So what is this cold soup that I keep talking about? Like I already mentioned, I prefer my salsa chunkier. I did attempt to eat the processed salsa as a dip a few times, but it just didn’t work for me. It reminded me too much of a soup. Since I was left with a large jar of liquidy (again not sure if this word exists) salsa each time, I didn’t want to waste it. So I ate it as a soup. And boy did I grow to love it.
Or I should use the plural and say “salsa-s”. Any decent Mexican dining establishment north of the border, whether a taco truck or full on restaurant will offer a variety of salsas to its patrons—tomatillo salsa verde, red chili salsa, and my favorite, a fresh tomato salsa otherwise knows as Pico de Gallo or Salsa Fresca.
Once you have the tomatoes skinned you have 2 options. If you have a food processor – cut them into quarters and finely chop them in the food processor. If you don’t have one, cut them into little pieces yourself. Last year I didn’t have a food process to use and it took us much longer to complete the prep process. This year I have my mom’s old one and it saved us at least 10 minutes of cutting time.
What better time of year to make some fresh salsa than right now?! As I’ve mentioned before, my husband and I were lucky enough to live in the heart of Mexico for a few months as part of an internship program. Mexican food has always been one of my favorites, and I absolutely loved getting to know “true” Mexican food while we lived there!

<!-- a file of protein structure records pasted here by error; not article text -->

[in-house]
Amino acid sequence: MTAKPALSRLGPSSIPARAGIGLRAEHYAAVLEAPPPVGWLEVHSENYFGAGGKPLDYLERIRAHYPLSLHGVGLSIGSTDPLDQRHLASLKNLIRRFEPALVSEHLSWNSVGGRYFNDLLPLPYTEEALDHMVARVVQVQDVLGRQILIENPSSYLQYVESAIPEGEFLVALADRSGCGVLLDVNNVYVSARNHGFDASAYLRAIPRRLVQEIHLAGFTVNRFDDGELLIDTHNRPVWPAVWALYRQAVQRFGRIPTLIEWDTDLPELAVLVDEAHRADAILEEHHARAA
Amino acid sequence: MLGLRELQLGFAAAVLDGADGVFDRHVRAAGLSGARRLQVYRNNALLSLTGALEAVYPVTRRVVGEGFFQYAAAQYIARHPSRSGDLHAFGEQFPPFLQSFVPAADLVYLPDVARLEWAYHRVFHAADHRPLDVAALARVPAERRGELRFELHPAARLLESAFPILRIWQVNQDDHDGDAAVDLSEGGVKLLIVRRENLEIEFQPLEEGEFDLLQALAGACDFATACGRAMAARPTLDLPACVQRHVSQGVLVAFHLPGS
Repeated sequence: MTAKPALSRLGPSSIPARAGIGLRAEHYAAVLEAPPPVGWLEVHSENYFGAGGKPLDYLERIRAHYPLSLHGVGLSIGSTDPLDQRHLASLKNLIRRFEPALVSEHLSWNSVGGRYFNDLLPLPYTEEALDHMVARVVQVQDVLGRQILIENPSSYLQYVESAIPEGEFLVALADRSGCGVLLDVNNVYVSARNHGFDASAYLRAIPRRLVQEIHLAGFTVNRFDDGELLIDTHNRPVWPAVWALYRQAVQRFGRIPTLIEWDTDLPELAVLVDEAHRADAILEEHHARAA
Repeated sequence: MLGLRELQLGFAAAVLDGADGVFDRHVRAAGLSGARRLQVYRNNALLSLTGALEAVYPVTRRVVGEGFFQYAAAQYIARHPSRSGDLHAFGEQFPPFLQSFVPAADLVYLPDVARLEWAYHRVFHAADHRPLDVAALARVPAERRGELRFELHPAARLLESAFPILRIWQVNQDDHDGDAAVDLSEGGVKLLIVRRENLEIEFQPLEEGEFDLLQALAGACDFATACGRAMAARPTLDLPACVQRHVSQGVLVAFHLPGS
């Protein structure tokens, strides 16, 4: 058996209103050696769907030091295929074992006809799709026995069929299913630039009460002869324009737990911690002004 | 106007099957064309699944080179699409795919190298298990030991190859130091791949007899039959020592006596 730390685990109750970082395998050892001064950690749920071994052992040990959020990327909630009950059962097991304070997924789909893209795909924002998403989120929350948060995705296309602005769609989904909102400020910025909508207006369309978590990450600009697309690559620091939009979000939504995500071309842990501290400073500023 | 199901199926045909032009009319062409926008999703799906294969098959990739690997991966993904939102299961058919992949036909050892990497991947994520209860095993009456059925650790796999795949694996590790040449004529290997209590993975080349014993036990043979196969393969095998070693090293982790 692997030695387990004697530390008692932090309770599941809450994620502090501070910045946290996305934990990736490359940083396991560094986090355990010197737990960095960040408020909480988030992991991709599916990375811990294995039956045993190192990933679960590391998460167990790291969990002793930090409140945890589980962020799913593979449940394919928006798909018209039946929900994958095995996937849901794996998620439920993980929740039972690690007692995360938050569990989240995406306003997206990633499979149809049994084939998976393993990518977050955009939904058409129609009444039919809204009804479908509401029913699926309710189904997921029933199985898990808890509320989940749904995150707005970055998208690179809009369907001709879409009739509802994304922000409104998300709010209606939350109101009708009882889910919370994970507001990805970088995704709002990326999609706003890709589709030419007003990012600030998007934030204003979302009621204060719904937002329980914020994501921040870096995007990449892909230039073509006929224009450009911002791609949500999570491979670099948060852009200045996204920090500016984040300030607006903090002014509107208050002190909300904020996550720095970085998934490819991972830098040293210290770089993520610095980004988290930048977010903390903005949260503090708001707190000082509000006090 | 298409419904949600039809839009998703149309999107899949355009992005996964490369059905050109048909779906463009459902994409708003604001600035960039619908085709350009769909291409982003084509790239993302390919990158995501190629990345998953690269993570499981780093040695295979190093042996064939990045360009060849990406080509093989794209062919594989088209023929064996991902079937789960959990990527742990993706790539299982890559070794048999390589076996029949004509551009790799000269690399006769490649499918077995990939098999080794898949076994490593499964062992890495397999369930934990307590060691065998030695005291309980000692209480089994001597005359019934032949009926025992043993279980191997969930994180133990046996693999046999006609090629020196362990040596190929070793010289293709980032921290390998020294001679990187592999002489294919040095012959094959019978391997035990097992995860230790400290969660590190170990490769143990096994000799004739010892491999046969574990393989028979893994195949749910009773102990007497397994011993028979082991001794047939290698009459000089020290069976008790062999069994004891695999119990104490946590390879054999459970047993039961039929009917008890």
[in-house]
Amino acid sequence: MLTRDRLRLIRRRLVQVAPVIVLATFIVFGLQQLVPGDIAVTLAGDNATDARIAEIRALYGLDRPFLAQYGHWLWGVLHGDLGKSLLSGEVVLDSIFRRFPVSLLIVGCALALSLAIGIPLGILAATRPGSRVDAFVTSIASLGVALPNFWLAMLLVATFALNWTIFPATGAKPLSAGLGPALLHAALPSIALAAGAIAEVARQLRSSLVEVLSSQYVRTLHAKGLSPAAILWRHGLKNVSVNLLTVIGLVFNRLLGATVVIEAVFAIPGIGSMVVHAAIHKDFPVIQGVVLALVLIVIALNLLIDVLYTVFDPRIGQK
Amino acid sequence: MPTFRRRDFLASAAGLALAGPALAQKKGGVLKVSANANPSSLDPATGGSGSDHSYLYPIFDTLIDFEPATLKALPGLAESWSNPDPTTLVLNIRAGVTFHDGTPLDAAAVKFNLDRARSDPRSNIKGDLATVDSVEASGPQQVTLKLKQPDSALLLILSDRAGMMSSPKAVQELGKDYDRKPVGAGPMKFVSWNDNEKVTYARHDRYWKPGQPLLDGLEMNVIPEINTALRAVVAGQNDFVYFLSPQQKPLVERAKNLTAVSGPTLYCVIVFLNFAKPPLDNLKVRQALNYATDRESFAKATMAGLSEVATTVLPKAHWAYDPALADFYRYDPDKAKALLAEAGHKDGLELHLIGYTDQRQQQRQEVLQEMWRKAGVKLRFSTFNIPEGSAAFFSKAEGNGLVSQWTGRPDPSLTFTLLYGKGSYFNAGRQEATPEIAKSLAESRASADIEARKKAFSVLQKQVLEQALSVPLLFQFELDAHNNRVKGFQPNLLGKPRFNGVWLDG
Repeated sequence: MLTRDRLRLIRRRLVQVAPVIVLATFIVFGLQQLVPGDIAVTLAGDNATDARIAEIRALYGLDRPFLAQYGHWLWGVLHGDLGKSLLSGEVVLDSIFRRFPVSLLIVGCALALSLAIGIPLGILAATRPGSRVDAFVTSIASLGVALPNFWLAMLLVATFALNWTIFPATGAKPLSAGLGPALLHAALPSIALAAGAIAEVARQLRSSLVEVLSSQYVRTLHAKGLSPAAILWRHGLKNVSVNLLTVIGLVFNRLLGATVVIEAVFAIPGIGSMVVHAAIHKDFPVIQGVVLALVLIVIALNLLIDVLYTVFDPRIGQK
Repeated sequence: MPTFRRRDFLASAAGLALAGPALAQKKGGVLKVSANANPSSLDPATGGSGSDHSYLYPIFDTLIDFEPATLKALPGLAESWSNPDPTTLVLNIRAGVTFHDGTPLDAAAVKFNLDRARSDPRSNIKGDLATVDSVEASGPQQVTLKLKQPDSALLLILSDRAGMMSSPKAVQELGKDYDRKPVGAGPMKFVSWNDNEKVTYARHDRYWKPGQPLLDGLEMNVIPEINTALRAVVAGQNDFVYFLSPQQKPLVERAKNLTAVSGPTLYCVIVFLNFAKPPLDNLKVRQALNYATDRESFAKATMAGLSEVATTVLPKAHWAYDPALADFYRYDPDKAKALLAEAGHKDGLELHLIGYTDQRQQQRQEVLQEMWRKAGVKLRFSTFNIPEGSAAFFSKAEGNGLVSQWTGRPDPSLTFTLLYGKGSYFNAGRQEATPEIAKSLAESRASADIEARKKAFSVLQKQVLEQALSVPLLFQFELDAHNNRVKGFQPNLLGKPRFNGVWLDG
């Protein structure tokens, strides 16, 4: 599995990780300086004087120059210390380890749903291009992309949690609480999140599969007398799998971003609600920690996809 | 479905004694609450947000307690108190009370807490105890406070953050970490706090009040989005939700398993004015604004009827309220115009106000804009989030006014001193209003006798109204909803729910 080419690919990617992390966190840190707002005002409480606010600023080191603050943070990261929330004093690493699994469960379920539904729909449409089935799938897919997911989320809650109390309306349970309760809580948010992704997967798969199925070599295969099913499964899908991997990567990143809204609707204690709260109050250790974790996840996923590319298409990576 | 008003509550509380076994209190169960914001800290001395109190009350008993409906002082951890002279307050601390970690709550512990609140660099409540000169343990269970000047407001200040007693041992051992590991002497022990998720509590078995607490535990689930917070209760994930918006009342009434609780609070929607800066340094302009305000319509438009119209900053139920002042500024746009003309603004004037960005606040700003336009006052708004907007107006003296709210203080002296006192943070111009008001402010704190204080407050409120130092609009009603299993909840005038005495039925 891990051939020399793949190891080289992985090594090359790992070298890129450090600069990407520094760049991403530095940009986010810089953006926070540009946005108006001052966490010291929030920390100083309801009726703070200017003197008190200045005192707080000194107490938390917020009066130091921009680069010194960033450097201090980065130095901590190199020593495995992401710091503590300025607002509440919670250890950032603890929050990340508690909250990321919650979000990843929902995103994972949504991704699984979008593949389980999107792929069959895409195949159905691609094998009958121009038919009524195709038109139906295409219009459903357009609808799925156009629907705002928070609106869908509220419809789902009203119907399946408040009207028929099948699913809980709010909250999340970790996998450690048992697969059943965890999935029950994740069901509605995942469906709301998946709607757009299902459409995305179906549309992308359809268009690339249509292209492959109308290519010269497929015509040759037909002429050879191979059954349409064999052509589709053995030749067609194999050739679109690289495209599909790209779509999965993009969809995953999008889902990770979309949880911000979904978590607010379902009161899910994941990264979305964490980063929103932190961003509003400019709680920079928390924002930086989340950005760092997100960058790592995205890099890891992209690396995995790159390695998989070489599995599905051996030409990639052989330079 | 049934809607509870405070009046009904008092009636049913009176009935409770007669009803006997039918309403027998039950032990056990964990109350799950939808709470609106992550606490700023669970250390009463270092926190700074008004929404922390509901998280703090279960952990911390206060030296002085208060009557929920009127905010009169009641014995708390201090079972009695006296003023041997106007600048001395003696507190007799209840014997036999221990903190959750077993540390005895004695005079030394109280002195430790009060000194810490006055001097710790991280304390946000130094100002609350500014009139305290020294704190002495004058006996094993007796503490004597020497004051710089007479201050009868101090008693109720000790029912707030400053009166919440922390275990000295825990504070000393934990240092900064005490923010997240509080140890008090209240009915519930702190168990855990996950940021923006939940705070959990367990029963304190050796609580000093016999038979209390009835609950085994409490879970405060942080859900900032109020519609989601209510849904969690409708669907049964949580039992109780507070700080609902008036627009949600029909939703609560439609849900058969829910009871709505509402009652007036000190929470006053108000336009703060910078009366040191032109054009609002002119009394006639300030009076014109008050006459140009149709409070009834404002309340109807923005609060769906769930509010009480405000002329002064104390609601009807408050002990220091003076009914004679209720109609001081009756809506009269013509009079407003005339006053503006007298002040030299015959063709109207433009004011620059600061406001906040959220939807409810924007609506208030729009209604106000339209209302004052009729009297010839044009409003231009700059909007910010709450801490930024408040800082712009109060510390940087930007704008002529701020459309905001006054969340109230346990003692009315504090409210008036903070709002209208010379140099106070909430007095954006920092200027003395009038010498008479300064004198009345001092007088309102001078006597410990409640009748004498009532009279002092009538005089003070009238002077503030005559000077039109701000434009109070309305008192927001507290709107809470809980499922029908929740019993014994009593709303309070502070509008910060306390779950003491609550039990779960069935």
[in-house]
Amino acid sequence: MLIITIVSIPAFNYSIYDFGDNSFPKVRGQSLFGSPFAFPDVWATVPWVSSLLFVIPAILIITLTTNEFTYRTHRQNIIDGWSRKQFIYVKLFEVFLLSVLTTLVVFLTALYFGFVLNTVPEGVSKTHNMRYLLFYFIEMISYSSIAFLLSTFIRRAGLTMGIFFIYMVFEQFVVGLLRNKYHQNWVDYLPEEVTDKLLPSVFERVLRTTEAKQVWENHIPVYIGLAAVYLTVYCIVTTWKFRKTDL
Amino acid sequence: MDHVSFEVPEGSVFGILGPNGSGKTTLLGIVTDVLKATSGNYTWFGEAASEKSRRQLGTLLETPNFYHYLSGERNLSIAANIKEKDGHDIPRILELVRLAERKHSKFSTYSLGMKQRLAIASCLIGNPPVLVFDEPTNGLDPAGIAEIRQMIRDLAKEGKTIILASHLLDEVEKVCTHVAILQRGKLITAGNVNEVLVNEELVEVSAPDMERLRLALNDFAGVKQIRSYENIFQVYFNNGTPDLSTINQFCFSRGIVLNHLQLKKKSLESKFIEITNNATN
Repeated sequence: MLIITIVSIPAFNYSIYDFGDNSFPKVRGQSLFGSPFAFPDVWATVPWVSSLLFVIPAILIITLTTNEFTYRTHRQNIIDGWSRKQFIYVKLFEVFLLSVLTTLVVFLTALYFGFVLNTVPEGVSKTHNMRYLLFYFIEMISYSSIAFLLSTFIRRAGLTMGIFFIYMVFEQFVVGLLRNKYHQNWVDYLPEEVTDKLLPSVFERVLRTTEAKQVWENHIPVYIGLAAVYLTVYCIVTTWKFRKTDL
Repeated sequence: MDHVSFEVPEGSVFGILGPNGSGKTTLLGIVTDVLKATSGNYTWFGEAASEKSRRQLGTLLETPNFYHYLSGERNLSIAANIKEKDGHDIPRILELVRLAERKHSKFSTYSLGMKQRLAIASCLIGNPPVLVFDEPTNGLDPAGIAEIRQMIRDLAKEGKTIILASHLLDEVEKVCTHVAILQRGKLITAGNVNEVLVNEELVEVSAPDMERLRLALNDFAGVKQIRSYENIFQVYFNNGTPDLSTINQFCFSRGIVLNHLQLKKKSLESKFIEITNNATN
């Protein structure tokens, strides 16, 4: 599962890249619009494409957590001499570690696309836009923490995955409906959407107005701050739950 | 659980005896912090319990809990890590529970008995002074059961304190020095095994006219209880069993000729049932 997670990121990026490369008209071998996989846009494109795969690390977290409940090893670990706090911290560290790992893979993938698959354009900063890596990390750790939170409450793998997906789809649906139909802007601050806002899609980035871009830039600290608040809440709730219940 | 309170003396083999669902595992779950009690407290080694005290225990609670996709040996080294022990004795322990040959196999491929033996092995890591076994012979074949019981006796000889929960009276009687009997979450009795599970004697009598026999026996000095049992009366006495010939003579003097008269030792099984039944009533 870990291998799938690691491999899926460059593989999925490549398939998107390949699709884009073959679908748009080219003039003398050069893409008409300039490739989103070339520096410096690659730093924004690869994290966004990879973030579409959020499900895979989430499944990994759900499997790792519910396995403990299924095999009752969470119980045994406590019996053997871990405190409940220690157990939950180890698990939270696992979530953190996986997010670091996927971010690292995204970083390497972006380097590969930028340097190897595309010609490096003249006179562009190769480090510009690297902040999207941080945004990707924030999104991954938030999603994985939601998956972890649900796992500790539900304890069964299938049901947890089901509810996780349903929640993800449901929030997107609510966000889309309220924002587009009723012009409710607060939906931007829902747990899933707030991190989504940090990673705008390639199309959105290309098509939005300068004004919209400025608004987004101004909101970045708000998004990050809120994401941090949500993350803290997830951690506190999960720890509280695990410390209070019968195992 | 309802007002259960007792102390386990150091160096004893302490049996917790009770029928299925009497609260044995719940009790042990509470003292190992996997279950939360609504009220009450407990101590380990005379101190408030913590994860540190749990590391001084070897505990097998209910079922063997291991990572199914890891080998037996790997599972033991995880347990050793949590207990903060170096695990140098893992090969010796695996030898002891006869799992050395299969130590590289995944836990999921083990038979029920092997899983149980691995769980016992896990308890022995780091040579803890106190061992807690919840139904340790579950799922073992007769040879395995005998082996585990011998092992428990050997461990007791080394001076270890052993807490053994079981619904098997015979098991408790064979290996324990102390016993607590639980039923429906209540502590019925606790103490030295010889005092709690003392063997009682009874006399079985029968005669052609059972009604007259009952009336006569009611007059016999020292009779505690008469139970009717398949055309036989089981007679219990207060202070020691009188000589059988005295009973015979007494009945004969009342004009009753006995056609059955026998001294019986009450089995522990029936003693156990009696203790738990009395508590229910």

So, here is my favorite salsa. Enjoy! If you make it, make sure to come back here and leave feedback on my blog, I love to hear from you! Also, if you are Instagram, make sure to follow me and tag your creations #thevegan8, so I don’t miss the notification!
For this recipe, I changed my usual sea salt and opted for Karis Naturals Bolivian Pink Salt. They were so kind to send me some samples to try out. I was so impressed with the pure taste. Honestly, I kept sticking my finger in it, haha. What can I say…I like salt. It has a slightly stronger taste than regular salt, so you can get away with using less. It also contains over 70 trace minerals and is free of any added chemicals or additives, making it a much healthier option than table salt. My daughter was a fan of the pretty pink color, of course. According to them, it contains less sodium than leading pink Himalayan salt brands and Kosher salt.
Love this recipe – First time I made it (double recipe) I was unable to find anaheims so I used more yellow and some red peppers. I had the family helping chop so we did it manually. The next batch (following the recipe ingredients exactly) I tripled and was on my own so opted for the assistance of the Cuisinart on all chopping except the tomatoes. It was equally as wonderful as the chunky version – much faster and easier on the forearms. This is a new family favourite and going fast…60 lbs of tomatoes next year.
I have made salsa over the years and have always just frozen the batch in individual plastic containers until ready to use. Not very interested in the canning process anymore. Any problem with doing the same with your recipe.
I made this salsa last week, canned 8 1/2 pints. This is hands down the best recipe I’ve seen (and tried) and I was so surprised to see there was sauce as well as paste in it!! I substituted a 1/2 orange pepper and 1/2 yellow because I don’t care for green. It was such a big hit – this is my go to!! Thank you!